1. Melanie: I enjoyed your post. I am a mom to two very young kids, an estate planning attorney with a small practice and a husband who owns a funeral home and is ALWAYS on call. Managing it all is so hard! It always seems that either your kids or your practice suffer.

    1. Thanks Katherine. From what I have heard about the funeral home business, it is tough with needing to be on call constantly. Do you ever try working at home with the kids, or is it a lost cause? I eventually did take out office space, and you can read about it in some of my current posts. As for the kids versus the practice, I completely agree. I am hoping to see a huge upswing in profitability once the kids are no longer so little and needy.

  2. Hi Melanie – I just started my own solo practice from home for exactly the same reasons, and I’m also purposely trying to keep it small. I do miss the give-and-take of working with other attorneys, but I need the flexibility to make my own schedule and prefer to keep my rates lower than the larger law firms to stay competitive. I would love to learn more about how you got up and running, how you use a site and blog for marketing purposes, and your future visions for your practice as your kids get older (perhaps as a side conversation via email?). Great to “meet” another woman who’s starting a practice with young kids!

    1. Allison, I would love to talk to you more about “the shingle life.” Feel free to email me at melanie[at]medunnlaw.com. Solo practice is something I never considered until recently, but with all the new technology and the predicted demise of BigLaw, I think this is a great time for solos and small firms!

  3. You can have your goals evolve as your kids get older and more independent. No need to decide now what your practice will look like in 10 years, right? The important thing is to do work you love, not to get too drained by it, and show your kids the good example of a mom who is mentally stimulated by work and also able to be with them in a non-tired, non-stressed way. In your field, especially, you will find that clients really relate to your dual roles, and I think it will bring something extra to your professional relationship to be able to share that with your clients. And as you say, the whole point was to make your own schedule and control your priorities. You have the best of all worlds! I hope your practice prospers and thrives just enough for you to find that perfect balance.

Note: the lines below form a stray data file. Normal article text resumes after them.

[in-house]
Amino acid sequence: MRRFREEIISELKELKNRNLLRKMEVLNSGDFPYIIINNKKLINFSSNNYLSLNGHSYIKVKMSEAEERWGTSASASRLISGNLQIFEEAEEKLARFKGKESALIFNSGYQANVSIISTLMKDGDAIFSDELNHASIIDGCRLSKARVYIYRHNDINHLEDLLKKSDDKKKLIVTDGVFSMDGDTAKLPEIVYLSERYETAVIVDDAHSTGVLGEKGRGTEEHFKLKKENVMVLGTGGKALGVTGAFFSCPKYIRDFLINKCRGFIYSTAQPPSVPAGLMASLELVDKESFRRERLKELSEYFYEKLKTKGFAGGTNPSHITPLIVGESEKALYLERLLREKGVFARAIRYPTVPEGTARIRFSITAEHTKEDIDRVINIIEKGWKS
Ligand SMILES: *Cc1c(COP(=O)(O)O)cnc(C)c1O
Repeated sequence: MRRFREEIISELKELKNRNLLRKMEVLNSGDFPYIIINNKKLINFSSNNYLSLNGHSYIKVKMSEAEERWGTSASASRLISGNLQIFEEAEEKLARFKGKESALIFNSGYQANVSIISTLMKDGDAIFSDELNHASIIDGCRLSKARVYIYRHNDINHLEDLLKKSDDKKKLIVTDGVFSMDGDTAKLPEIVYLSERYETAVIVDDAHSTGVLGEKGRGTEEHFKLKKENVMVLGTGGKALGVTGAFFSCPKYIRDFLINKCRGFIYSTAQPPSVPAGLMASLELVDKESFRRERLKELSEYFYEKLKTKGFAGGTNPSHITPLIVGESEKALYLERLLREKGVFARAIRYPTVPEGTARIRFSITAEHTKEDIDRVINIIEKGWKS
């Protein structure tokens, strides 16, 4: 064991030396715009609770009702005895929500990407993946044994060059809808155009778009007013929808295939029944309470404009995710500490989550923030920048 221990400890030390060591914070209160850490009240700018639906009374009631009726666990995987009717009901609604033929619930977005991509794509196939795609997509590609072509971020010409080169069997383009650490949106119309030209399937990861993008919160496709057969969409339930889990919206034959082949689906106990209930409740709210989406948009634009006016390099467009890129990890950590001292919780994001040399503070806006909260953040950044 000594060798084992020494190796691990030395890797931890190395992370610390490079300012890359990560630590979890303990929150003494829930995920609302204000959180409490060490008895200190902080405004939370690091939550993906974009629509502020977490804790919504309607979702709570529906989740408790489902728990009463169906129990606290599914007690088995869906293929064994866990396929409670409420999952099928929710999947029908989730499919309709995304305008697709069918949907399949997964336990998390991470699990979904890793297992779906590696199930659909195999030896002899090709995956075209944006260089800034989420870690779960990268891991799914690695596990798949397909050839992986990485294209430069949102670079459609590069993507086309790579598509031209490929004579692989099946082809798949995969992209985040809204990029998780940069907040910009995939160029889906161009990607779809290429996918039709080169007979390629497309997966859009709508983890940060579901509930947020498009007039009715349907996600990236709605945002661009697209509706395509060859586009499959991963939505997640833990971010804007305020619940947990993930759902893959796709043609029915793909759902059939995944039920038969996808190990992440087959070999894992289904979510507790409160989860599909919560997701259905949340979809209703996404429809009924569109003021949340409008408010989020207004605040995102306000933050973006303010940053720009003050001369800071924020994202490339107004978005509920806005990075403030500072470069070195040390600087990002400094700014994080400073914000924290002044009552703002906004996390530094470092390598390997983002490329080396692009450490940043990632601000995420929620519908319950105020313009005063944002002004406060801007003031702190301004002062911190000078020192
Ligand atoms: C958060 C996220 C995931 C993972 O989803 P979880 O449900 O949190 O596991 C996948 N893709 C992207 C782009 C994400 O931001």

1. Thanks Randi. I hope the dual role thing does resonate with parents. I’m still learning the ropes as a parent of young kids though, while I’m realizing that a lot of potential clients are parents of middle and high school aged kids. I guess it’s a life long learning experience though.

  4. Melanie, I love this post and your self-awareness! I think it’s AWESOME that you’re thinking of staying small. Hubby and I have had this same conversation many times about his biz. It’s always been just him for the past 8 years and it’s exactly what we need for our family and our needs. I’m enjoying witnessing your journey, Dear Sister.